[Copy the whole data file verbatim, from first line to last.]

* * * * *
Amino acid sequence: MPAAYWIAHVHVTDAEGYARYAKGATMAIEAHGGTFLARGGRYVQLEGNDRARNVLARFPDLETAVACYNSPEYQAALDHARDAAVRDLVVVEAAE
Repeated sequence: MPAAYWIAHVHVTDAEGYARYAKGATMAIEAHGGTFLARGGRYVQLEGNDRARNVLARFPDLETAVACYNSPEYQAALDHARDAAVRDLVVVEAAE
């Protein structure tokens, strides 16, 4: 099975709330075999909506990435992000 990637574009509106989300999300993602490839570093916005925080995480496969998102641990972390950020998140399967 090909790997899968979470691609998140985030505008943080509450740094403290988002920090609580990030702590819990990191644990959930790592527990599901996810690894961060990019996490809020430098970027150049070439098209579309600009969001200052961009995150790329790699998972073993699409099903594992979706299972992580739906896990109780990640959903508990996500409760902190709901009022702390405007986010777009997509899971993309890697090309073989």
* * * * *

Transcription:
Amino acid sequence: MPAAYWIAHVHVTDAEGYARYAKGATMAIEAHGGTFLARGGRYVQLEGNDRARNVLARFPDLETAVACYNSPEYQAALDHARDAAVRDLVVVEAAE
Repeated sequence: MPAAYWIAHVHVTDAEGYARYAKGATMAIEAHGGTFLARGGRYVQLEGNDRARNVLARFPDLETAVACYNSPEYQAALDHARDAAVRDLVVVEAAE
């Protein structure tokens, strides 16, 4: 099975709330075999909506990435992000 990637574009509106989300999300993602490839570093916005925080995480496969998102641990972390950020998140399967 090909790997899968979470691609998140985030505008943080509450740094403290988002920090609580990030702590819990990191644990959930790592527990599901996810690894961060990019996490809020430098970027150049070439098209579309600009969001200052961009995150790329790699998972073993699409099903594992979706299972992580739906896990109780990640959903508990996500409760902190709901009022702390405007986010777009997509899971993309890697090309073989």